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COVID-19 Aid Act of 2021: Key Highlights

By Jim Baer
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Just before breaking for the holidays, Congress passed the $900 Billion Coronavirus Response and Relief Supplemental Appropriations Act of 2021 to help households, retirees, small and large businesses, and to provide further aid in vaccine distribution. Here are some important highlights: 

Economic Impact Payments

$600 per adult, and $600 per child, based on income as reported on your 2019 tax return. Phase out limits occur for individual filers with incomes over $75,000, or $150,000 for couples, and $112,500 for head of household filers. Above these thresholds, the phase out is a decrease of $5 for every $100 of additional income. The payment hits zero for individuals at $87,000 and $174,000 for couples. This same phase out applies to dependent children’s benefit of $600. For those expecting a payment without direct deposit information on file with the IRS, be on the lookout for a mailing containing a check or debit card. You can also inquire via  https://www.irs.gov/coronavirus/get-my-payment

It’s important to note these payments are not taxable income. 

Jobless Aid

Unemployment benefits that were halted the day after Christmas will continue. This includes contract and gig economy workers, plus those who have exhausted or experienced expired benefits such as state-run programs. An additional 13 weeks of benefits will be provided and the Act extends the unemployment subsidies to a maximum of 50 weeks from the prior limit of 39 weeks. 

A $300 per week unemployment subsidy is an additional benefit of the Act.

Small Businesses

The Act offers access to a more expansive Employee Retention Tax Credit (potentially up to $7,000 per employee per quarter) if the business had a 20% decline in quarterly revenue.  The Paycheck Protection Program (PPP) extends the forgivable loan opportunity if revenue was down at least 25% in any 2020 quarter. Those who applied initially can reapply. If a business missed out last year, a new window opens to apply. Loan forgiveness is easier to attain. The rules for meeting loan criteria to have funding be deductible will also be easier come tax filing time.

Educators

The IRS is due by February 28, 2021 to provide details for teachers’ allowance to deduct for COVID-19 protective supplies, disinfectant, personal protective equipment, plus other related items meant to protect themselves and classroom participants.  The above the line Adjusted Gross Income (AGI) maximum deductible amount is expected to be maintained at $250.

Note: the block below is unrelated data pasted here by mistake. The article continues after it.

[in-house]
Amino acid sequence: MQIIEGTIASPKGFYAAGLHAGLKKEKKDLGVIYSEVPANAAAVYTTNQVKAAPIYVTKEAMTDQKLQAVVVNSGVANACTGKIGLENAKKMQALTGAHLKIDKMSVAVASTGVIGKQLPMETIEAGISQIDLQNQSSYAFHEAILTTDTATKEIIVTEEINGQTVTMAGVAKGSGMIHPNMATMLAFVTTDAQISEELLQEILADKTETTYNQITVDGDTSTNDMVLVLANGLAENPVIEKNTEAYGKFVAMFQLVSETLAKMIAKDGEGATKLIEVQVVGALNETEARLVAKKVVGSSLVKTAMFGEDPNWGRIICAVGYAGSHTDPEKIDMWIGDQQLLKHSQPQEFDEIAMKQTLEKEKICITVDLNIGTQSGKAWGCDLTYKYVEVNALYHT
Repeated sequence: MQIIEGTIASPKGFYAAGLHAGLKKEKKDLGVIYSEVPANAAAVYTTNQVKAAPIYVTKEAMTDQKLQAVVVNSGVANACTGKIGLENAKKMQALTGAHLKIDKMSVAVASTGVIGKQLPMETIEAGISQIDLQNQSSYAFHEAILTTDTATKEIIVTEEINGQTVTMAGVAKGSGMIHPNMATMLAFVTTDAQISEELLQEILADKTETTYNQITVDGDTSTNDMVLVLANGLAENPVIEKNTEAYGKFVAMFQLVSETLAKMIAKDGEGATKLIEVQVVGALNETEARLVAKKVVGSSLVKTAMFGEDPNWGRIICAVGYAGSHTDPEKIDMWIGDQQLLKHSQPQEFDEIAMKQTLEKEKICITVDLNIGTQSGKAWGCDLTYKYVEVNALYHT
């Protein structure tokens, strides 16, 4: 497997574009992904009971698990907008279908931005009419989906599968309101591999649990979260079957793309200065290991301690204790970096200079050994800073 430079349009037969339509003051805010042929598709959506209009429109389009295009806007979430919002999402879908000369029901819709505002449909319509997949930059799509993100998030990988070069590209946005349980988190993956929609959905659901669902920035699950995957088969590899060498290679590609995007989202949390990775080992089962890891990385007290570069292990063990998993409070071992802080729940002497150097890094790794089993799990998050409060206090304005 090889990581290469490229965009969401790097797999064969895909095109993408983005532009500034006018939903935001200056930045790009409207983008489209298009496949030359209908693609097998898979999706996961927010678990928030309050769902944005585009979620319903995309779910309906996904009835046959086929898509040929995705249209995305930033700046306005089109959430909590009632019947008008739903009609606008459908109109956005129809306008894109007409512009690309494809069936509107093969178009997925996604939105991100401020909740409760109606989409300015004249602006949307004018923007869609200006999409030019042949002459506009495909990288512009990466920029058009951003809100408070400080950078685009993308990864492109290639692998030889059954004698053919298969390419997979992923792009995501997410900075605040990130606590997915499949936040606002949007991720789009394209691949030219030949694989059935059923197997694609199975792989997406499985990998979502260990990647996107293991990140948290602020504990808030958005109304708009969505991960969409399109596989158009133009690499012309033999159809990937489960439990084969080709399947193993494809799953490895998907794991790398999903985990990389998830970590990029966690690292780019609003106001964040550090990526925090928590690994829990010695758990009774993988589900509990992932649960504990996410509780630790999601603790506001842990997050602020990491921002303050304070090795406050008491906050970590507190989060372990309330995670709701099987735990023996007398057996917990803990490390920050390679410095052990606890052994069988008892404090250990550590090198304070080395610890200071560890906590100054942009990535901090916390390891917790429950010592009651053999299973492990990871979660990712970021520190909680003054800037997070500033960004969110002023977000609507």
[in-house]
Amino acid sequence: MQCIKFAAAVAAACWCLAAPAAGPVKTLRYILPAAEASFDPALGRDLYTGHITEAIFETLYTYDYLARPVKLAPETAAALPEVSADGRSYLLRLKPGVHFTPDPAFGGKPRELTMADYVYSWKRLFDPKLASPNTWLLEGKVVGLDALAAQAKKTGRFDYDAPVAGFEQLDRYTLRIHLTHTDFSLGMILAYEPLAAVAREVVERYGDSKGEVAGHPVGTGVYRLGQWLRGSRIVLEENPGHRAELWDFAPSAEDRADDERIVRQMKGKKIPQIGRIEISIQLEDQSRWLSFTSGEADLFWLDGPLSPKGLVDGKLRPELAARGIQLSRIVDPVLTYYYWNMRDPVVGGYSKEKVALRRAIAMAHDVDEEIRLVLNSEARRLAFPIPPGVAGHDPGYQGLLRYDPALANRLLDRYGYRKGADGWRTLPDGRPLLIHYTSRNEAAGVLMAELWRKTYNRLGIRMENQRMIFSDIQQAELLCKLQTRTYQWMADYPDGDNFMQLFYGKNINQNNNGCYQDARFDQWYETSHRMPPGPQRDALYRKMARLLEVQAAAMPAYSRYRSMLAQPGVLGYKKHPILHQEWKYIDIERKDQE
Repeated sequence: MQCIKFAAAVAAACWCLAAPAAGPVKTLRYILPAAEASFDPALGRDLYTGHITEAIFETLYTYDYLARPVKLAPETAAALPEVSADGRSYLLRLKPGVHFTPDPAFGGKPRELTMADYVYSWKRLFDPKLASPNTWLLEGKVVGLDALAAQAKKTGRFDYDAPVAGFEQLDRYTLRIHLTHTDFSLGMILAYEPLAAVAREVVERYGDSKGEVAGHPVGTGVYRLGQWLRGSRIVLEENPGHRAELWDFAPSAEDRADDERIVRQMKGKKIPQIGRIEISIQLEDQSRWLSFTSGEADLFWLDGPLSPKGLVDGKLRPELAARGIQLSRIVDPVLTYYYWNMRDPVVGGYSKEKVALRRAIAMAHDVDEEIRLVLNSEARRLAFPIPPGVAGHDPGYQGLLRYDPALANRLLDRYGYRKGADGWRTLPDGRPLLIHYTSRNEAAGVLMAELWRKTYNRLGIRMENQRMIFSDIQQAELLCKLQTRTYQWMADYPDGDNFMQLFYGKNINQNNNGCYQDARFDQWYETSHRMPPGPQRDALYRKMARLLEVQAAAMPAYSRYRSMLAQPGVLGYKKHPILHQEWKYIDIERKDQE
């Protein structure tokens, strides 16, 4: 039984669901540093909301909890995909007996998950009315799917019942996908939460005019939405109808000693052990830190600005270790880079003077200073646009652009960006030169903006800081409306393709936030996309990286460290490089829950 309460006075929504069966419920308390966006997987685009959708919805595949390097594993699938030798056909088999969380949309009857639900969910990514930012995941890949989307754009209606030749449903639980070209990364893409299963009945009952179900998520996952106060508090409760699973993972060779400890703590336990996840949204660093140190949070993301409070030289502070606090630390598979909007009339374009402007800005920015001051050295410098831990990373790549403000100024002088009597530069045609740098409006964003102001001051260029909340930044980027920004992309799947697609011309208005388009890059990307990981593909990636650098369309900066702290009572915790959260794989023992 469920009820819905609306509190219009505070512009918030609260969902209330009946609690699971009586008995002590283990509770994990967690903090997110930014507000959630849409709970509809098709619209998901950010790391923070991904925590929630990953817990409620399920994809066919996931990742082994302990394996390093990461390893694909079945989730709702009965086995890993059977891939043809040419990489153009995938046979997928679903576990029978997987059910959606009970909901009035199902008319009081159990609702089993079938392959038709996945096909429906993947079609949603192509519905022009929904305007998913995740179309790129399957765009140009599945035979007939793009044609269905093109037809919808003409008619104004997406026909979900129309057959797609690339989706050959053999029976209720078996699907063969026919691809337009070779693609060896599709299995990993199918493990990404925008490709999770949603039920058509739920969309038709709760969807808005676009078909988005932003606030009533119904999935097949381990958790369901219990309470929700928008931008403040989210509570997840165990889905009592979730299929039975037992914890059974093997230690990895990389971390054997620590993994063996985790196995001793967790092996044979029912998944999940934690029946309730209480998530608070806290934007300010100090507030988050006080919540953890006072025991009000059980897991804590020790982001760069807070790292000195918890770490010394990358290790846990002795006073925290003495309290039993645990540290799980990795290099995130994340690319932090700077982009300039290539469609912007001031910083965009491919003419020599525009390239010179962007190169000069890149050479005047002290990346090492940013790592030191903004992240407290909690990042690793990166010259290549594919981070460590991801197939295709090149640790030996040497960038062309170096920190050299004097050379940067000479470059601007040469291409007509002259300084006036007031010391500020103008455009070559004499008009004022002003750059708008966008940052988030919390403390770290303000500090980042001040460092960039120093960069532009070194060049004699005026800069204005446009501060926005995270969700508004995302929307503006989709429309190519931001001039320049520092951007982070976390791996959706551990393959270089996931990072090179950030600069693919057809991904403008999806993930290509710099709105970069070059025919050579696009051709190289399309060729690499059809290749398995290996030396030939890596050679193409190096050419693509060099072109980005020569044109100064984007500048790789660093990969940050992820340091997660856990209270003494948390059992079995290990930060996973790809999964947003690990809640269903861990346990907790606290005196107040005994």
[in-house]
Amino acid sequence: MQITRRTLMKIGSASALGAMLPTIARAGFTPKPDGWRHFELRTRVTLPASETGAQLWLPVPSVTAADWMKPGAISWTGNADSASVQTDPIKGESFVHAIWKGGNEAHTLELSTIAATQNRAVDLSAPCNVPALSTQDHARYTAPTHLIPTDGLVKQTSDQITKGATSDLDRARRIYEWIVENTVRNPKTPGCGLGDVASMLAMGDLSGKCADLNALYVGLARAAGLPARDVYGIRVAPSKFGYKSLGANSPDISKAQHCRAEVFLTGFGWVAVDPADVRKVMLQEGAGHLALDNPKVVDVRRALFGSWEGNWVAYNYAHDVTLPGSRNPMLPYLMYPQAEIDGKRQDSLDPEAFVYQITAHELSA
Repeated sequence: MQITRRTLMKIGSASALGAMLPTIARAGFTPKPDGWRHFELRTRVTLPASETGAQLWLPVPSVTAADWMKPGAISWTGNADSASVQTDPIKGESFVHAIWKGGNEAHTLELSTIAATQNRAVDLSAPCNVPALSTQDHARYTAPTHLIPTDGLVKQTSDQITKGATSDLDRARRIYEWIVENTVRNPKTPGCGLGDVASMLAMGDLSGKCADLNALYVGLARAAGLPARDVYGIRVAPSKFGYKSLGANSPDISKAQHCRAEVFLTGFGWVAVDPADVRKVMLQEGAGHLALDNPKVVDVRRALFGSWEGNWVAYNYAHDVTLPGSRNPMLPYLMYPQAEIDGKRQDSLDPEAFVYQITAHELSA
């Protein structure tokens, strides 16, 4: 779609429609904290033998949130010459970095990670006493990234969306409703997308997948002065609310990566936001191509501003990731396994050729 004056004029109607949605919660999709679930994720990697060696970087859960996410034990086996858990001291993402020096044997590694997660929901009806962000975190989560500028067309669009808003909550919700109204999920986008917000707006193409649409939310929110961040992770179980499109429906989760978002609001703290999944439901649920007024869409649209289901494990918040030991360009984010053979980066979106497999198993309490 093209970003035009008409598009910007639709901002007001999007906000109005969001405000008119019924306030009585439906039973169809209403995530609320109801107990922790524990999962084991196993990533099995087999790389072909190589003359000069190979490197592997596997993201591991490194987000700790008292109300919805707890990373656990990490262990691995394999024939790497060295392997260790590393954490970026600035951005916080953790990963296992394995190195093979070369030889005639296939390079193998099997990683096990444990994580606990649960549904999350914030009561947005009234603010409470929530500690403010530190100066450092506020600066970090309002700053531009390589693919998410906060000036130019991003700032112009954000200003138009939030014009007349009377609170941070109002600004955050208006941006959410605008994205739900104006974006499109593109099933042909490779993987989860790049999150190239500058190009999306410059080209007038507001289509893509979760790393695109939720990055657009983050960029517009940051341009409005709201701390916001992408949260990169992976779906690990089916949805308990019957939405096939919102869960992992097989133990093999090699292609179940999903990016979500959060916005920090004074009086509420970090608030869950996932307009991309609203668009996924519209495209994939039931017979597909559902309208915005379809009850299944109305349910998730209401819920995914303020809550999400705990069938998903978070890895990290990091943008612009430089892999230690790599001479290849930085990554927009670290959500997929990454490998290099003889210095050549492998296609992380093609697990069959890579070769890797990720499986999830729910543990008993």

Tax Extenders

In the weeds of the Appropriations Act are a myriad of deductions such as business tax credits for keeping employees through the PPP. The Act enables 100% deductibility for business meal expenses provided at restaurants (including take out) incurred during 2021 and 2022. The 50% deduction limitation applicable last year and in the many years prior,  will again be effective in 2023.

For employers that participated in the voluntary tax holiday, the employee portion of the Social Security payroll tax deferral repayment period was extended until December 2021. The original payback period ran through the first four months of 2021.

Individuals that do not itemize their deductions can deduct up to $300 in charitable contributions in 2021. Originally, this was solely allowed for 2020 returns. The 100% AGI limit for cash contributions to a qualified charity, which was also set to expire at the end of 2020, is extended through 2021 with Joint filers eligible to deduct up to $600. This deduction does not apply to Donor Advised Fund contributions.

The payroll tax credits for paid sick and family leave provided by the Families First Coronavirus Response Act are extended through March 31, 2021. 

If you participate in a Flexible Spending Account (FSA), check with your Human Resources department to see if your plan is going to allow unused funds to carryover from last year to this year and will do likewise for 2021 to 2022. The Act is now allowing this with endorsement from the IRS.

On the “flip side”, the Act made permanent the medical expense deduction 7.5% of AGI, lowered from 10.5%. This is an important item for those with family in nursing homes or with other significant care-based expenses. Be sure to check IRS Publication 502 which contains a useful list to reference in itemizing these expenses.  

Provisions that were Not Extended

Required Minimum Distributions (RMD) were waived in 2020, however they are expected to resume in  2021. This includes continued availability to utilize Qualified Charitable Distributions (QCD) to meet your RMD requirement.

Federally backed Student Loan Relief extended last year to January 31, 2021 has not been extended by the Appropriations Act of 2021.

With the incoming White House administration already advocating for additional stimulus, we would not be surprised to see additional changes to the details for all these programs. Please consult with your CPA or tax professional regarding your specific tax circumstances, or please contact your Osborne Partners Portfolio Counselor about any changes impactful to your financial situation for 2021 and beyond.

Jim Baer

Jim Baer

Jim is a Portfolio Counselor for OPCM with over 30 years of wealth management experience. Prior to joining OPCM in 2012, he served as a Portfolio Manager for AKJ Asset Management, LLC. Mr. Baer has been active on many local community boards and was formerly Mediator Emeritus with the Palo Alto Mediation Program. Jim holds a Master of Science in Recreation Administration from Cal. State University at San Jose, and a Bachelor of Arts in Political Science from the University of California at Berkeley.
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